PARIS, France — The planned capital increase at France's oldest fashion house Lanvin has not taken place, and the company is looking for other ways to get through its financial troubles to revive the business, its managing director, Nicolas Druz, told Reuters.
Lanvin, which has suffered a sales slump since a design shake-up two years ago, said in November that majority shareholder and Taiwan-based businesswoman Shaw-Lan Wang would inject fresh cash into the label by the year-end.
The shareholders' meeting planned for November 23 to decide on the capital increase was postponed to November 29 and then to December 20, and eventually never took place, two sources said.
Contacted by Reuters, Nicolas Druz said that "sustained financial and industrial solutions that do not involve capital increase will be found by end of March."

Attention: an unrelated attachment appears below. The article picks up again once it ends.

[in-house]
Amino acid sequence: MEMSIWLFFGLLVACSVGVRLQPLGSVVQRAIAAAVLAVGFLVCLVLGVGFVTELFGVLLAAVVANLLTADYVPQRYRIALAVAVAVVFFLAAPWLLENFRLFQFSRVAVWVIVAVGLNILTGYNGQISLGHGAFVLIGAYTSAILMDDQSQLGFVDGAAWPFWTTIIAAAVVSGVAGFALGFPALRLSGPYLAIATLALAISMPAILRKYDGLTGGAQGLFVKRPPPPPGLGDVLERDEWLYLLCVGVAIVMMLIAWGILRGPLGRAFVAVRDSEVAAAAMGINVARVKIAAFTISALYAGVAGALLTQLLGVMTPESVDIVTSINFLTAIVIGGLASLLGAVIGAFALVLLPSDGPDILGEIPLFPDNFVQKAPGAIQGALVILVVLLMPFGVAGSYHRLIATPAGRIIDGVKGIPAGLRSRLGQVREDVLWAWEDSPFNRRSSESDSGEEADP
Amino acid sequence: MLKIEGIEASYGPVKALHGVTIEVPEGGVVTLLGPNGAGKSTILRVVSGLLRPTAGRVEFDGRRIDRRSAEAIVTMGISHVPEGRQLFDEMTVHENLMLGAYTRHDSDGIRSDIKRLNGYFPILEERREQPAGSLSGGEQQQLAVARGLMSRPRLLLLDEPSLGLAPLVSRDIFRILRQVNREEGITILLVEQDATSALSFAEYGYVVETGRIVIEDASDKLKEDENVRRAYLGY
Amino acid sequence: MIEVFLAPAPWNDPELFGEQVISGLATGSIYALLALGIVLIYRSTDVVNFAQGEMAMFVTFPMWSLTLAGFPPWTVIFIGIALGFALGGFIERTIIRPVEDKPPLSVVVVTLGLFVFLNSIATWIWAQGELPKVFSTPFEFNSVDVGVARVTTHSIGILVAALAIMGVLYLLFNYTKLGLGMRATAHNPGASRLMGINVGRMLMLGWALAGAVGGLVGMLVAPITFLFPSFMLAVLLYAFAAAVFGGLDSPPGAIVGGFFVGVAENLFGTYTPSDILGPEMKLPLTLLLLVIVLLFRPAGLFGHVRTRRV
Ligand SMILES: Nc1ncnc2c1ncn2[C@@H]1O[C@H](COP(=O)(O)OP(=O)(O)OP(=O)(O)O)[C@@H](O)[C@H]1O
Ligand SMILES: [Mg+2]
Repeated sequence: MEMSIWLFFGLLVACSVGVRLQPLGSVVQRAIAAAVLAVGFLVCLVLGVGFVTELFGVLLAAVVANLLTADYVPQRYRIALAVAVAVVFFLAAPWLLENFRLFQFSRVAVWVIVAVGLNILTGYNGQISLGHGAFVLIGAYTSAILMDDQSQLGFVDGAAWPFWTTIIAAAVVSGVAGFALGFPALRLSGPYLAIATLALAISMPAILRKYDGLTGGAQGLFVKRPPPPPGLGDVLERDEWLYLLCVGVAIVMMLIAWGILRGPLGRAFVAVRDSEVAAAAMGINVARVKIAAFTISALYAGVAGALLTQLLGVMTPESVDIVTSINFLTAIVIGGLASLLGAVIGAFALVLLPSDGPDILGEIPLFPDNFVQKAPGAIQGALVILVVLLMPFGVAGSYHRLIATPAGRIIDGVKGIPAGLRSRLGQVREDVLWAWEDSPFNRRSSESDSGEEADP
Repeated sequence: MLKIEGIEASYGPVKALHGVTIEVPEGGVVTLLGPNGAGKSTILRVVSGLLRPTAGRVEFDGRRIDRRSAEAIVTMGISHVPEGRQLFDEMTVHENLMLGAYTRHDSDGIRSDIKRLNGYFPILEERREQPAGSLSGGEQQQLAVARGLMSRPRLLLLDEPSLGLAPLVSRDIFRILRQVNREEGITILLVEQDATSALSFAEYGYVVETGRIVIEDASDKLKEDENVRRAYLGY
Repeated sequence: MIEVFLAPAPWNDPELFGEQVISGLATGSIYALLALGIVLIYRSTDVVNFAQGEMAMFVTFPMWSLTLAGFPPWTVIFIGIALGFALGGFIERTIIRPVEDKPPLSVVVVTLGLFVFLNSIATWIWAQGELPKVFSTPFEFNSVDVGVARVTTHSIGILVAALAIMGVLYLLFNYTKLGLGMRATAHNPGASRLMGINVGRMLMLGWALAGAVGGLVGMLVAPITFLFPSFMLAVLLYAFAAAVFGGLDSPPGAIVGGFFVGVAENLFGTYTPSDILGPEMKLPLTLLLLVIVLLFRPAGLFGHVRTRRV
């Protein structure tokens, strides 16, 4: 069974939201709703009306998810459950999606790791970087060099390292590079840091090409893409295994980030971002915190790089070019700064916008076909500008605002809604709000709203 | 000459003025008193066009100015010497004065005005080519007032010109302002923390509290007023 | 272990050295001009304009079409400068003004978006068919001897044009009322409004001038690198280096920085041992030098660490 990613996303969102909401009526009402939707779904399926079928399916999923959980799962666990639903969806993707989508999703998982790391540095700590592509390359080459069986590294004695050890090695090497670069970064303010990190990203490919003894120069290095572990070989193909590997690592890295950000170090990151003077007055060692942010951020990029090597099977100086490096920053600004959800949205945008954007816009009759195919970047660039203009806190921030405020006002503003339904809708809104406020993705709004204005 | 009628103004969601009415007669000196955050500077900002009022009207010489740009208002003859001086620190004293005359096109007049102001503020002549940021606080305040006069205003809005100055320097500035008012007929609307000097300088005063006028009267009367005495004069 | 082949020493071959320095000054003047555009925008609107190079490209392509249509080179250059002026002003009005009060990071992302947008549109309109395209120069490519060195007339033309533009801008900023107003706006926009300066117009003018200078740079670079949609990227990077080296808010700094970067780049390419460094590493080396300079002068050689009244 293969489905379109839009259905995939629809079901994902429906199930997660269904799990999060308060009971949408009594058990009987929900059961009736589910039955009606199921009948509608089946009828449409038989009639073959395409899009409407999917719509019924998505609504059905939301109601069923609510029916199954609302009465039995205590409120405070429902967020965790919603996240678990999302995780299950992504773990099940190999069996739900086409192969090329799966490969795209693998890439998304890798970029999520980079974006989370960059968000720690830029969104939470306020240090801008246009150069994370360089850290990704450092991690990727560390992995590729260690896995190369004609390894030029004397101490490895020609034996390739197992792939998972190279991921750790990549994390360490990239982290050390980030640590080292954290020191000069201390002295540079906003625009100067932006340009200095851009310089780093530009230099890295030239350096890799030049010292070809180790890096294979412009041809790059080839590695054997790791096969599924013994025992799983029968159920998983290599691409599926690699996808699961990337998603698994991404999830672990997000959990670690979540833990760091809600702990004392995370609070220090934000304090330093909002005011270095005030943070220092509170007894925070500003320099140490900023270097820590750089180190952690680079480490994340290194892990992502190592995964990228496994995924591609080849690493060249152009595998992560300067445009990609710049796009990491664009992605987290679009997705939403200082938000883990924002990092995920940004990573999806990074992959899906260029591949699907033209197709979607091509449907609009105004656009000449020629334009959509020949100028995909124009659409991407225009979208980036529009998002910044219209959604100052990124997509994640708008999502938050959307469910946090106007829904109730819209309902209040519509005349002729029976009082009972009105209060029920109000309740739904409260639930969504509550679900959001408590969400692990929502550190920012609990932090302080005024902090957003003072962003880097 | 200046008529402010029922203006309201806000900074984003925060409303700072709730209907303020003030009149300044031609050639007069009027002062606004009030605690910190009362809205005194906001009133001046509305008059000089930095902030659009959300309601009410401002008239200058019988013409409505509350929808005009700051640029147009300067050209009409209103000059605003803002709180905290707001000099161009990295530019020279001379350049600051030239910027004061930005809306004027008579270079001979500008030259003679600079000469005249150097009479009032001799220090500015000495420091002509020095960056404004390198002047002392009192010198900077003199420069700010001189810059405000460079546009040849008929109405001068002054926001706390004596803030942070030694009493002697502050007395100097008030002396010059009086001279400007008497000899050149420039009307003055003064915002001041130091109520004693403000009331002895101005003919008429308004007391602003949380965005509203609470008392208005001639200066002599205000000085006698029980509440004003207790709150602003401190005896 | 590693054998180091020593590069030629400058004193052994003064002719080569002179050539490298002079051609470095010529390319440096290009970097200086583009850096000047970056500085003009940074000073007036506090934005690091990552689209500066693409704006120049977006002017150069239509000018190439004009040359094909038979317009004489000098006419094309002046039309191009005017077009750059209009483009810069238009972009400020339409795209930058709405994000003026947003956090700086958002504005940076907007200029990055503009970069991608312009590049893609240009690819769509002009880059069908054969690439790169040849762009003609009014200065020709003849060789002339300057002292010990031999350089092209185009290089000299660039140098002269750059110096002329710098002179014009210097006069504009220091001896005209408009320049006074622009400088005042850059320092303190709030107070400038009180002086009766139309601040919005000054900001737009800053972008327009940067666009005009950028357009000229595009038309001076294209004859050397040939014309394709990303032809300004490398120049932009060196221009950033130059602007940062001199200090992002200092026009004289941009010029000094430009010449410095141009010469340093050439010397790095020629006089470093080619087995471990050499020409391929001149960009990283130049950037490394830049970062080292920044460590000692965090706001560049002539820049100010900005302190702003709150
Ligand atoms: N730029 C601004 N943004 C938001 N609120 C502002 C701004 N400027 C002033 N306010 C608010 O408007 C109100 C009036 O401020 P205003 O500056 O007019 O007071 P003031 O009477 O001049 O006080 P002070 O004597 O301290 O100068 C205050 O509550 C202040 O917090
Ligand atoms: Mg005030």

It would solve its cash flow problems and revive the development of the company, he added.
Several sources said in November a recapitalisation was needed to buy some breathing space or Lanvin would struggle to pay employees' salaries in January, adding that a cash injection was likely by the end of 2017.
"Salaries for December, January and February will be paid," Druz said.
The label, which dates back to 1889 and was named after couturier Jeanne Lanvin, has long been synonymous with Parisian chic and had enjoyed a revival in recent years under former star designer Alber Elbaz.
His surprise sacking in 2015 was followed by a slump in sales. The company does not publish earnings. Lanvin's revenue fell 33 percent to 96.9 million euros this year after a 23 percent dive in 2016, one the of sources said.
By Pascal Denis and Maya Nikolaeva; editor: David Evans.